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When enigmatic nonhuman visitors arrive from the sea, the very foundations of the Middle Kingdom are under attack. The evil agenda of these invaders sparks a massive war that will determine the fate of the Ming dynasty and the nations beyond. A legendary swordsman allies himself with a banished Shaolin monk, a defeated bandit chieftain, a carefree Mongolian merchant, and an unknown philosopher who knows the only hope for victory. Together, this band of misfits strives to be proven worthy of the impossible task before them, even finding themselves at the Emperor’s doorstep. Determined to combat the invaders’ initial offensives, they must also help the Ming Army repel countless internal enemies who have rallied to bring down the mighty Ming dynasty.

REVIEW : Those who know me know that one of my favourite animes of all time is Rurouni Kenshin. So when the author contacted me and offered me this book in exchange for review, I read the premise and accepted immediately. The samurai, Sun Xin, most definitely reminds me of Kenshin (Known to those watching dubbed versions of anime as Samurai X). He doesn’t serve anyone in particular, he’s sort of a vigilante with legendary skills among the criminals but to his master he is still an errant student. The one who left without showing proper respect or appreciation of the home he had been given.

Then we follow a banished monk who is certainly more than he seems to be. Again, reminds me of an anime character (the monk from Inu Yasha minus the pervyness) Yes, you’re going to see anime references. I like anime. I like references. If you have a problem with that I’ll hire both Sun Xin and Samurai X to hunt you down.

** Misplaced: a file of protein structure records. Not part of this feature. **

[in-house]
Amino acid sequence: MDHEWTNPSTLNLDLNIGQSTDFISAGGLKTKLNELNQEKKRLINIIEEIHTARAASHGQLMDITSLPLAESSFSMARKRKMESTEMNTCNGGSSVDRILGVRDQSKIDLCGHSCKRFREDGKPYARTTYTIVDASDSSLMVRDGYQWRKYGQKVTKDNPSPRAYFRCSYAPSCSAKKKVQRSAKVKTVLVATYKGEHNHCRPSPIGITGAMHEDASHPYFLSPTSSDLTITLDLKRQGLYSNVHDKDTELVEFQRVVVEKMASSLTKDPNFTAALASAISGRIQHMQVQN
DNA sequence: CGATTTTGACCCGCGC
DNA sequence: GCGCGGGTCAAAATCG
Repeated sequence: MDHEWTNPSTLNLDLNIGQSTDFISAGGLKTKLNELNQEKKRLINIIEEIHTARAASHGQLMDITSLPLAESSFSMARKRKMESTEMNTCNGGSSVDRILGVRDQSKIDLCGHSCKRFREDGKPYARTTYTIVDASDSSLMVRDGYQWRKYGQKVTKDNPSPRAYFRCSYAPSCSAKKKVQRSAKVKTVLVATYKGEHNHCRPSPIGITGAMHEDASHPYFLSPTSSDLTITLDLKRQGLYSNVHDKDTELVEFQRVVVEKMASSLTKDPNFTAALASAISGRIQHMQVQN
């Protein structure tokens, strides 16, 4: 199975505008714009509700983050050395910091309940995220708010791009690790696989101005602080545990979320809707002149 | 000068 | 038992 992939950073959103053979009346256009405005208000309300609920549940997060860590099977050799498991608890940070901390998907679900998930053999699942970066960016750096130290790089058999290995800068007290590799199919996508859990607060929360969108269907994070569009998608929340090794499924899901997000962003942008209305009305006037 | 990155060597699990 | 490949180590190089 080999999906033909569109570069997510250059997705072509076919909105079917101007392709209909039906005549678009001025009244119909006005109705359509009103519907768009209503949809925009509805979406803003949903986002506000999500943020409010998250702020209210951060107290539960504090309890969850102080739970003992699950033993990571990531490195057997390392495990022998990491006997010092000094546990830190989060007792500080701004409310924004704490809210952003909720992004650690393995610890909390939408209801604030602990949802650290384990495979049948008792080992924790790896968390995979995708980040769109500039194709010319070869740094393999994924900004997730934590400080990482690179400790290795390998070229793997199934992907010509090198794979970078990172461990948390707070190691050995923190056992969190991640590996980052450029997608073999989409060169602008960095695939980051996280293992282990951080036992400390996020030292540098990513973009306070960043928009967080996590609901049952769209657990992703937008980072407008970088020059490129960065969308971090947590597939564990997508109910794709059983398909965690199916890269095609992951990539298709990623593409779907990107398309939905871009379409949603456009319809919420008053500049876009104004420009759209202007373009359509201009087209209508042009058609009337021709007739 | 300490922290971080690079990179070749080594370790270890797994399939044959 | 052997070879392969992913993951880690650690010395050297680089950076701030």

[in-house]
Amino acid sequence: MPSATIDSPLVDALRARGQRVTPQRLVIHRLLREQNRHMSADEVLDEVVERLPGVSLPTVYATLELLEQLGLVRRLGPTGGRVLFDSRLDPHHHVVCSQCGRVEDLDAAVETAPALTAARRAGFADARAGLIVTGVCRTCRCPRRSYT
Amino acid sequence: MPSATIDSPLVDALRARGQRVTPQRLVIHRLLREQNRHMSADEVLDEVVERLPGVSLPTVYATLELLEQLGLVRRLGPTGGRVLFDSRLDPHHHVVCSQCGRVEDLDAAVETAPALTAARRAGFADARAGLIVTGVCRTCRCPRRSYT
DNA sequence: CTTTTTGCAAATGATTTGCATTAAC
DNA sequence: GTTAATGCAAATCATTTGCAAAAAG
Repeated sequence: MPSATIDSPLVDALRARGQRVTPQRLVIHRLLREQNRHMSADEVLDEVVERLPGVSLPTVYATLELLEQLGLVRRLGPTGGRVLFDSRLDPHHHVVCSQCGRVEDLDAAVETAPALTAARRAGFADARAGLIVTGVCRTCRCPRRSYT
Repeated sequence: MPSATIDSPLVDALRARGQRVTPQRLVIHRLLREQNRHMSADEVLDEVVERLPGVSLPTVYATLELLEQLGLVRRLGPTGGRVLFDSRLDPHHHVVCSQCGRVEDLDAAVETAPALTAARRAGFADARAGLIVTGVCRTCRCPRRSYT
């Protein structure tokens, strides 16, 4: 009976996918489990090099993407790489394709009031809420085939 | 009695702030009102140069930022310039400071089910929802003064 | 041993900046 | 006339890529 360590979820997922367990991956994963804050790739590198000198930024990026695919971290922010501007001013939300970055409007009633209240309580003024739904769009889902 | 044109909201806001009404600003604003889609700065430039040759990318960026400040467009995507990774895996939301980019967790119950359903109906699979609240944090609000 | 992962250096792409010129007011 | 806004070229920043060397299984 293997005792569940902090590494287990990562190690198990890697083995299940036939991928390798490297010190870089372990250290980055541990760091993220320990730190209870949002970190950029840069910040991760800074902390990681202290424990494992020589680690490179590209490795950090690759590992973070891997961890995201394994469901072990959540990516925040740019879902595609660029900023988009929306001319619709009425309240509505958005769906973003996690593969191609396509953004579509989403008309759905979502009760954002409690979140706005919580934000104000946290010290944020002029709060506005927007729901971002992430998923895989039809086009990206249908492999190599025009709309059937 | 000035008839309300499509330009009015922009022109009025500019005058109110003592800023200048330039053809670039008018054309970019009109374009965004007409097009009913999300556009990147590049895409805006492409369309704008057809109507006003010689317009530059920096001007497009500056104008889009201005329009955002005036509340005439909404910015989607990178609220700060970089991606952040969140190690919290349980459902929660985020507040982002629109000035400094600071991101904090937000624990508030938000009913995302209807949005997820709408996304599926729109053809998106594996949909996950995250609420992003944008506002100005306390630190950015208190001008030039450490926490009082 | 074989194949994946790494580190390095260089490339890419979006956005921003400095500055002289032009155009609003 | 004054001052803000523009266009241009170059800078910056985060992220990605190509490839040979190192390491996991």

Back to the book. The descriptions of the aliens was honestly terrifying. Pale men who come into the government and take over by way of bribing and making false promises is scary, especially when it’s out in the open that they are allowed a lot of privileges that no one else is. The country is in unrest and these three take it on upon themselves to figure out what the hell is going on.

The author seems to have very extensive knowledge about this time period and that made this a very trustworthy book to read. There weren’t any changes in the language (it was all very pompous and formal) and there weren’t any discrepancies in the continuation of the characteristics. They maintained their true selves throughout. But the thing is, I wasn’t about to see much of a difference between their tones. The author could have made the book more detailed and colourful, in the beginning Sun Xin meets this unassuming old man who actually turns out to be rather powerful. The entire portion lasted one page when it could have been half a chapter. It would have been better that way, the reader would have had more time with these characters and fallen in love with them right from the beginning. I wonder if an editor cut out the portion because it felt hurried.

The author has a brilliant storyline. Some nice characters but I do think he needs to work more on his writing style. Especially the consistency. There were some absolutely nerve-racking portions (The Ship Logs) and some sentimental ones that made me sad (Sun Xin and Meiling) but the pace wasn’t steady. Honestly, I got a little bored with the Monk’s portions and had to huff my way through it.

If you like more serous historic fiction then this is definitely for you. If you’re like me and prefer more Asian fantasy than historic fiction then this is not for you. While I did enjoy my time in Medieval China, I wasn’t as satisfied as I expected to be. I hope the author goes for another rewrite and turns this wonderful story into the epic it is meant to be, and maybe include a few female characters. 2.5 stars.

*I received a copy of this book for review.

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